Taiwan has formally been invited to Washington’s “Summit for Democracy” scheduled to be held next month. The island is one of the 109 nations that have been invited to the event. Nations like Egypt, Turkey, Russia, and Communist China have been excluded from the conference.
The summit was proposed by President Joe Biden in February when he pledged to make America the leader against authoritarian forces. The virtual event, scheduled to be held over two days between Dec. 9 and 10, is aimed at preventing democracy from weakening as well as protecting freedoms and rights internationally.
According to the foreign ministry of the Republic of China (Taiwan’s formal name), the island will be represented by its de facto ambassador in Washington, Hsiao Bi-Khim, and Digital Minister Audrey Tang.
“Our country’s invitation to participate in the ‘Summit for Democracy’ is an affirmation of Taiwan’s efforts to promote the values of democracy and human rights over the years,” the ministry stated.
Xavier Chang, the spokesperson for Taiwan’s presidential office, thanked Biden for the invitation. Chang promised that the island would be a “force for good” in the international community. Taipei will “cooperate firmly” with like-minded nations to safeguard democracy, human rights, and freedom as well as protect regional stability and peace, Chang added.
Beijing reacted sharply against the invitation. The People’s Republic of China (PRC) foreign ministry said that it was “firmly opposed” to Taiwan’s invitation since the island is an “inalienable part of Chinese territory.”
Beijing sees Taiwan as a wayward province that must be brought under its control by the use of force if necessary. The communist regime warned that Washington was making a “mistake” by sending the invitation.
Zhu Fenglian, the spokeswoman for the PRC Taiwan Affairs Office, insisted that the U.S. stick to the “One China” principle and stressed that Beijing opposes “any official interaction” between Taiwan and the United States.
“US actions only go to show democracy is just a cover and a tool for it to advance its geopolitical objectives, oppress other countries, divide the world and serve its own interests,” Fenglian told reporters.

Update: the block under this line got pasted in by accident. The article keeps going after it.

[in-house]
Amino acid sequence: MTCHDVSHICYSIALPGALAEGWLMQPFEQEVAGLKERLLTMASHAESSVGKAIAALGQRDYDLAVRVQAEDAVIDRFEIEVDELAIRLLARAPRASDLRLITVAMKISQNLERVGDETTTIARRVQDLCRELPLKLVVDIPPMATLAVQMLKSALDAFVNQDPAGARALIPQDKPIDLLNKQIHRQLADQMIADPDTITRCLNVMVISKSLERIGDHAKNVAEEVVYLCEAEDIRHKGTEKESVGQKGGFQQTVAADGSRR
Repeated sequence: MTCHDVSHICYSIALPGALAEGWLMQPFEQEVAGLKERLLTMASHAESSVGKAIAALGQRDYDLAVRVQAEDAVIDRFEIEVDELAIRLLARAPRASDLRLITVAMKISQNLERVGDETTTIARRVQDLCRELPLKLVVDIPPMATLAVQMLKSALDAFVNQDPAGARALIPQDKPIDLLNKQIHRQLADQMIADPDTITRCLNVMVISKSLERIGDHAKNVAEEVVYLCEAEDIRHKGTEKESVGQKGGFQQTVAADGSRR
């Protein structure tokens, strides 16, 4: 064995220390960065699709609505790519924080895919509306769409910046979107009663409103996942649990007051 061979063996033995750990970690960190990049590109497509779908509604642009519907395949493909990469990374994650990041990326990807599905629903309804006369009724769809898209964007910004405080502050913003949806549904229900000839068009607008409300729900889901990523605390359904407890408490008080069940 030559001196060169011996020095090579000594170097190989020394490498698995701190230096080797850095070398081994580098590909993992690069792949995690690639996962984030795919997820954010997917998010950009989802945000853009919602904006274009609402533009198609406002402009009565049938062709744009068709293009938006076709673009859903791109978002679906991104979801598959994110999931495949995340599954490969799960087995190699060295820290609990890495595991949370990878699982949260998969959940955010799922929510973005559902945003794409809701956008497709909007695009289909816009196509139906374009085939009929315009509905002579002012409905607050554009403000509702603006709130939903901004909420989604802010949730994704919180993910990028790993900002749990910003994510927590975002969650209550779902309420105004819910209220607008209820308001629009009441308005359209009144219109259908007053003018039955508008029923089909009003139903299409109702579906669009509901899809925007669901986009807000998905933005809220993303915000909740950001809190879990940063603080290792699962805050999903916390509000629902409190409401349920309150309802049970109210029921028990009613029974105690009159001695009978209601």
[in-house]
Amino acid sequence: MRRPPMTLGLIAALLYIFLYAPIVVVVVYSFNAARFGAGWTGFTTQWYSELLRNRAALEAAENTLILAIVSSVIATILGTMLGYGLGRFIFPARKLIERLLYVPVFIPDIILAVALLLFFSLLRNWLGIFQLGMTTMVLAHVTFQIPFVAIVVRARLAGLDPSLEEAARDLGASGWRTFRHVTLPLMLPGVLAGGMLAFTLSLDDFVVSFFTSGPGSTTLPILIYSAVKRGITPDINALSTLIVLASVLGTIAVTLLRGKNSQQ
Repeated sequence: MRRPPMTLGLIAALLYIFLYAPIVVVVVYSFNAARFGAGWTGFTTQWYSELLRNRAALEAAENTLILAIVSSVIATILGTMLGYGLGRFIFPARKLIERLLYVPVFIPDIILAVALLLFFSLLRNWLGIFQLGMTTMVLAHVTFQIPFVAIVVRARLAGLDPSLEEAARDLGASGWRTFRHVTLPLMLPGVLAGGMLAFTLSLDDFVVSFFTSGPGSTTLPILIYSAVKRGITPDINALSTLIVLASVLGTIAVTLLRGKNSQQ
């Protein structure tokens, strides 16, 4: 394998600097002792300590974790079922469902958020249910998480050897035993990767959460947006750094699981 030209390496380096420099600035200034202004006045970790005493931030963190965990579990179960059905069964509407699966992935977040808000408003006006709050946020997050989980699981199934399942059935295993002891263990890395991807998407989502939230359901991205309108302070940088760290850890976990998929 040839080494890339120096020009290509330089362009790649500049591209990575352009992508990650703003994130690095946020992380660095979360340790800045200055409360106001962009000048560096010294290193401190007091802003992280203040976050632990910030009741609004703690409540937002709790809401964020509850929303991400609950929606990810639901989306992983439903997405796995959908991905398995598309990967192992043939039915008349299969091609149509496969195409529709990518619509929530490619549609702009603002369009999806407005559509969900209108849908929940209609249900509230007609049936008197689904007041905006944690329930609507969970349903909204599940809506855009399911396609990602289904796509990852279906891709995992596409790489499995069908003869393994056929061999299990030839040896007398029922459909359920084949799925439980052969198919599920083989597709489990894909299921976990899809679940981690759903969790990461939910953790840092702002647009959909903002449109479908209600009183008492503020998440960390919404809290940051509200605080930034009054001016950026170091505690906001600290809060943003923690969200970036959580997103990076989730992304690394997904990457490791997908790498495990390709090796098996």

In August, the Chinese state-backed media outlet the Global Times warned Washington against inviting Taiwanese president Tsai Ing-wen to the summit. There would be “severe escalation” if Tsai participates in the summit, the outlet warned.
“I’m really not sure if Beijing’s bottom line is simply that Tsai not be allowed to participate… But she won’t be invited, so maybe they can tell their domestic audience that the US backed down in the face of Chinese pressure,” Bonnie Glaser, director of the Asia Program at the German Marshall Fund of the United States, told The Guardian.
Some have found flaws with the summit.
In an article for The Epoch Times, Anders Corr, principal at Corr Analytics Inc, stated that the summit has not invited some authoritarian nations that have been less aggressive territorially and are good allies of the United States. Corr warns that the exclusion of such nations is a “diplomatic snub” that makes them vulnerable to Beijing’s manipulation.
Some countries friendly with the U.S. that have been excluded from the summit include Thailand and Singapore, which are run by a monarch and a de facto single party system, respectively.
“We need to recognize a continuum of authoritarianism, from better authoritarians who side with the world’s market democracies, and should be rewarded and encouraged for doing so, to worse ones, who side with Beijing. The worse the dictator, the more they should be excluded from all the benefits and privileges of respected membership in the international system,” Corr states.